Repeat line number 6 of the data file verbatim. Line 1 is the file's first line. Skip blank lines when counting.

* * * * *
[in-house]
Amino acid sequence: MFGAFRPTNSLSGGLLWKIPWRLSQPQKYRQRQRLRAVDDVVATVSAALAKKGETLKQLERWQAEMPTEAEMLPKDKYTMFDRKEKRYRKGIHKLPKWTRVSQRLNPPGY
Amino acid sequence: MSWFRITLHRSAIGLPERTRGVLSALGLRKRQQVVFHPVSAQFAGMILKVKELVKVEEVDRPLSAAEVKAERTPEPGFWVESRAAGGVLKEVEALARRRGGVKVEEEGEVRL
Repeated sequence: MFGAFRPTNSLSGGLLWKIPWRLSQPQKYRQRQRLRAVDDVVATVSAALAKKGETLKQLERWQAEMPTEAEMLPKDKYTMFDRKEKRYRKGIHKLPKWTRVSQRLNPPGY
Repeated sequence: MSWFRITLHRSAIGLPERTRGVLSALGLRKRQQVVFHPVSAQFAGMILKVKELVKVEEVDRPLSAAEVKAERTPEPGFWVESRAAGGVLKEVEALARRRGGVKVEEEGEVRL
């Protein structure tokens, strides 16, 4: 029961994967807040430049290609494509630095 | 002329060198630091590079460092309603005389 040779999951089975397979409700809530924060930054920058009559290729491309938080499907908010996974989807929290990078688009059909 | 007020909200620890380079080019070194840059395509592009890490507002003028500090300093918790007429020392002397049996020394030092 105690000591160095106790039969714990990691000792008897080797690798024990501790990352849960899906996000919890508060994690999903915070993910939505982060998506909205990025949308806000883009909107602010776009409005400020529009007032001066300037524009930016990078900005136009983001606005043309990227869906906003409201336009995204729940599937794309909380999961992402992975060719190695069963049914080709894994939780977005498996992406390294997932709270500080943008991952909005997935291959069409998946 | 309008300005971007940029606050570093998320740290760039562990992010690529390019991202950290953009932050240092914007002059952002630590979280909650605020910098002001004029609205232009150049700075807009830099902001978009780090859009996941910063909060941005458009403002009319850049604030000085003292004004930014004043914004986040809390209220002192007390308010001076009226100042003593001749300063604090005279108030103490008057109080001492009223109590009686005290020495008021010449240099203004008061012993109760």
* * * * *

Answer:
């Protein structure tokens, strides 16, 4: 029961994967807040430049290609494509630095 | 002329060198630091590079460092309603005389 040779999951089975397979409700809530924060930054920058009559290729491309938080499907908010996974989807929290990078688009059909 | 007020909200620890380079080019070194840059395509592009890490507002003028500090300093918790007429020392002397049996020394030092 105690000591160095106790039969714990990691000792008897080797690798024990501790990352849960899906996000919890508060994690999903915070993910939505982060998506909205990025949308806000883009909107602010776009409005400020529009007032001066300037524009930016990078900005136009983001606005043309990227869906906003409201336009995204729940599937794309909380999961992402992975060719190695069963049914080709894994939780977005498996992406390294997932709270500080943008991952909005997935291959069409998946 | 309008300005971007940029606050570093998320740290760039562990992010690529390019991202950290953009932050240092914007002059952002630590979280909650605020910098002001004029609205232009150049700075807009830099902001978009780090859009996941910063909060941005458009403002009319850049604030000085003292004004930014004043914004986040809390209220002192007390308010001076009226100042003593001749300063604090005279108030103490008057109080001492009223109590009686005290020495008021010449240099203004008061012993109760």